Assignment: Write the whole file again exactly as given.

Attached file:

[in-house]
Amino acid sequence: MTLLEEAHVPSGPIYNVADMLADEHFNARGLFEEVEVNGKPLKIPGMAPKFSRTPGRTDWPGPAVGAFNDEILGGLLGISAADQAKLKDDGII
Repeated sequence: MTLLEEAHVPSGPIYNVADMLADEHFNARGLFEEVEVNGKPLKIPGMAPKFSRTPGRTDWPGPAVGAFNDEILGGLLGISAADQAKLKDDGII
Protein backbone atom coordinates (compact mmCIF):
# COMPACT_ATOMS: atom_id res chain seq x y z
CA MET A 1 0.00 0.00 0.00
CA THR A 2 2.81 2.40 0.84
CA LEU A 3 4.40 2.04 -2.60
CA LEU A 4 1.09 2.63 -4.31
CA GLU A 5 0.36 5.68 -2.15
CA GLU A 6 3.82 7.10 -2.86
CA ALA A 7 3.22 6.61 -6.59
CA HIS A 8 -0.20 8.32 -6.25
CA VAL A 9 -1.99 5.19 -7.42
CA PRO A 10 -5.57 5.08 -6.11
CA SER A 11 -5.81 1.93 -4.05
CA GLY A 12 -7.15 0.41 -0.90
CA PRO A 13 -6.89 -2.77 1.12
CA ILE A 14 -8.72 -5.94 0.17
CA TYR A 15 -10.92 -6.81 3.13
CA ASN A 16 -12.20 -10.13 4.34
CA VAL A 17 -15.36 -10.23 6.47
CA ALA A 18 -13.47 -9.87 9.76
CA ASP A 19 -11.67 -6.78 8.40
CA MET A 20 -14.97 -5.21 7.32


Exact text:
[in-house]
Amino acid sequence: MTLLEEAHVPSGPIYNVADMLADEHFNARGLFEEVEVNGKPLKIPGMAPKFSRTPGRTDWPGPAVGAFNDEILGGLLGISAADQAKLKDDGII
Repeated sequence: MTLLEEAHVPSGPIYNVADMLADEHFNARGLFEEVEVNGKPLKIPGMAPKFSRTPGRTDWPGPAVGAFNDEILGGLLGISAADQAKLKDDGII
Protein backbone atom coordinates (compact mmCIF):
# COMPACT_ATOMS: atom_id res chain seq x y z
CA MET A 1 0.00 0.00 0.00
CA THR A 2 2.81 2.40 0.84
CA LEU A 3 4.40 2.04 -2.60
CA LEU A 4 1.09 2.63 -4.31
CA GLU A 5 0.36 5.68 -2.15
CA GLU A 6 3.82 7.10 -2.86
CA ALA A 7 3.22 6.61 -6.59
CA HIS A 8 -0.20 8.32 -6.25
CA VAL A 9 -1.99 5.19 -7.42
CA PRO A 10 -5.57 5.08 -6.11
CA SER A 11 -5.81 1.93 -4.05
CA GLY A 12 -7.15 0.41 -0.90
CA PRO A 13 -6.89 -2.77 1.12
CA ILE A 14 -8.72 -5.94 0.17
CA TYR A 15 -10.92 -6.81 3.13
CA ASN A 16 -12.20 -10.13 4.34
CA VAL A 17 -15.36 -10.23 6.47
CA ALA A 18 -13.47 -9.87 9.76
CA ASP A 19 -11.67 -6.78 8.40
CA MET A 20 -14.97 -5.21 7.32